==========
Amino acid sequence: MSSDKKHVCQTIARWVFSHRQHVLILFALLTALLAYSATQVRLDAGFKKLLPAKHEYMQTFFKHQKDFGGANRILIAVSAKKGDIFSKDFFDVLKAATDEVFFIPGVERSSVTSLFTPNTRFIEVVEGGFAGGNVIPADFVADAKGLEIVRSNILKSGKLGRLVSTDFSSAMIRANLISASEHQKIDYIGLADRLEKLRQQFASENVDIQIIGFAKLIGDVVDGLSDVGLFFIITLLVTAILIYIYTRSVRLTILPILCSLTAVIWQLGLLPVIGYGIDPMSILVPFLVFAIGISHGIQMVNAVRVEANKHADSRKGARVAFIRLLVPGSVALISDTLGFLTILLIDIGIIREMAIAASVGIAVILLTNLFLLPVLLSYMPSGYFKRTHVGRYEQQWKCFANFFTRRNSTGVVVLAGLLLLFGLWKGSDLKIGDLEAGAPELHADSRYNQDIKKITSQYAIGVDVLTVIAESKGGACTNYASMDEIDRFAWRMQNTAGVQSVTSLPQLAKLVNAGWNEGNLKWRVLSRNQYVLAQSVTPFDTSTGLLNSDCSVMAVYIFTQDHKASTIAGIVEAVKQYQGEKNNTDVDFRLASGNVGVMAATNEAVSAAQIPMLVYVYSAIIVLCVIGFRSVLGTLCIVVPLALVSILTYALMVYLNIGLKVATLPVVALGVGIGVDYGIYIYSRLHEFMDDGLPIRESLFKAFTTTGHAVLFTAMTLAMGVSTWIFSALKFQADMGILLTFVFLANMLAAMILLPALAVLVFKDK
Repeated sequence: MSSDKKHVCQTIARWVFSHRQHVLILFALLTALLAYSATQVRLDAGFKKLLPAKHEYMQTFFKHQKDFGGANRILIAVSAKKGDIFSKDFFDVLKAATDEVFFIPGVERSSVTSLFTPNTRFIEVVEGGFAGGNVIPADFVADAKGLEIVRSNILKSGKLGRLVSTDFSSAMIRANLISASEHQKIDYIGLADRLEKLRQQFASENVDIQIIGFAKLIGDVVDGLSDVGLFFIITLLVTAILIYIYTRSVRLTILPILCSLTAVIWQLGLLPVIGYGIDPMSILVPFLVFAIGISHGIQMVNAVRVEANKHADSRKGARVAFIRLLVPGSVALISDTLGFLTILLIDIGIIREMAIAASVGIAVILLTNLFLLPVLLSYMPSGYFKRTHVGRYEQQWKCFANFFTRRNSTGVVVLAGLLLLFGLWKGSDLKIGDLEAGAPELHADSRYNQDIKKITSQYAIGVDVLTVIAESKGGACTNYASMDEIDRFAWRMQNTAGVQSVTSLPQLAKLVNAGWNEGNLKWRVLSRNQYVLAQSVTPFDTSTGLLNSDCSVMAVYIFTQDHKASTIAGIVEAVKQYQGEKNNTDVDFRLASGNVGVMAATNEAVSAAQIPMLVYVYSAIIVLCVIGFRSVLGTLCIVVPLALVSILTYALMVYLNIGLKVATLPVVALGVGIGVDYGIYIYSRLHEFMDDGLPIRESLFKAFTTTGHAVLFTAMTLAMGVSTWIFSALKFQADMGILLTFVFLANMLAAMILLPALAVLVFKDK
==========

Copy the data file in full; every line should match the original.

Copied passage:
Amino acid sequence: MSSDKKHVCQTIARWVFSHRQHVLILFALLTALLAYSATQVRLDAGFKKLLPAKHEYMQTFFKHQKDFGGANRILIAVSAKKGDIFSKDFFDVLKAATDEVFFIPGVERSSVTSLFTPNTRFIEVVEGGFAGGNVIPADFVADAKGLEIVRSNILKSGKLGRLVSTDFSSAMIRANLISASEHQKIDYIGLADRLEKLRQQFASENVDIQIIGFAKLIGDVVDGLSDVGLFFIITLLVTAILIYIYTRSVRLTILPILCSLTAVIWQLGLLPVIGYGIDPMSILVPFLVFAIGISHGIQMVNAVRVEANKHADSRKGARVAFIRLLVPGSVALISDTLGFLTILLIDIGIIREMAIAASVGIAVILLTNLFLLPVLLSYMPSGYFKRTHVGRYEQQWKCFANFFTRRNSTGVVVLAGLLLLFGLWKGSDLKIGDLEAGAPELHADSRYNQDIKKITSQYAIGVDVLTVIAESKGGACTNYASMDEIDRFAWRMQNTAGVQSVTSLPQLAKLVNAGWNEGNLKWRVLSRNQYVLAQSVTPFDTSTGLLNSDCSVMAVYIFTQDHKASTIAGIVEAVKQYQGEKNNTDVDFRLASGNVGVMAATNEAVSAAQIPMLVYVYSAIIVLCVIGFRSVLGTLCIVVPLALVSILTYALMVYLNIGLKVATLPVVALGVGIGVDYGIYIYSRLHEFMDDGLPIRESLFKAFTTTGHAVLFTAMTLAMGVSTWIFSALKFQADMGILLTFVFLANMLAAMILLPALAVLVFKDK
Repeated sequence: MSSDKKHVCQTIARWVFSHRQHVLILFALLTALLAYSATQVRLDAGFKKLLPAKHEYMQTFFKHQKDFGGANRILIAVSAKKGDIFSKDFFDVLKAATDEVFFIPGVERSSVTSLFTPNTRFIEVVEGGFAGGNVIPADFVADAKGLEIVRSNILKSGKLGRLVSTDFSSAMIRANLISASEHQKIDYIGLADRLEKLRQQFASENVDIQIIGFAKLIGDVVDGLSDVGLFFIITLLVTAILIYIYTRSVRLTILPILCSLTAVIWQLGLLPVIGYGIDPMSILVPFLVFAIGISHGIQMVNAVRVEANKHADSRKGARVAFIRLLVPGSVALISDTLGFLTILLIDIGIIREMAIAASVGIAVILLTNLFLLPVLLSYMPSGYFKRTHVGRYEQQWKCFANFFTRRNSTGVVVLAGLLLLFGLWKGSDLKIGDLEAGAPELHADSRYNQDIKKITSQYAIGVDVLTVIAESKGGACTNYASMDEIDRFAWRMQNTAGVQSVTSLPQLAKLVNAGWNEGNLKWRVLSRNQYVLAQSVTPFDTSTGLLNSDCSVMAVYIFTQDHKASTIAGIVEAVKQYQGEKNNTDVDFRLASGNVGVMAATNEAVSAAQIPMLVYVYSAIIVLCVIGFRSVLGTLCIVVPLALVSILTYALMVYLNIGLKVATLPVVALGVGIGVDYGIYIYSRLHEFMDDGLPIRESLFKAFTTTGHAVLFTAMTLAMGVSTWIFSALKFQADMGILLTFVFLANMLAAMILLPALAVLVFKDK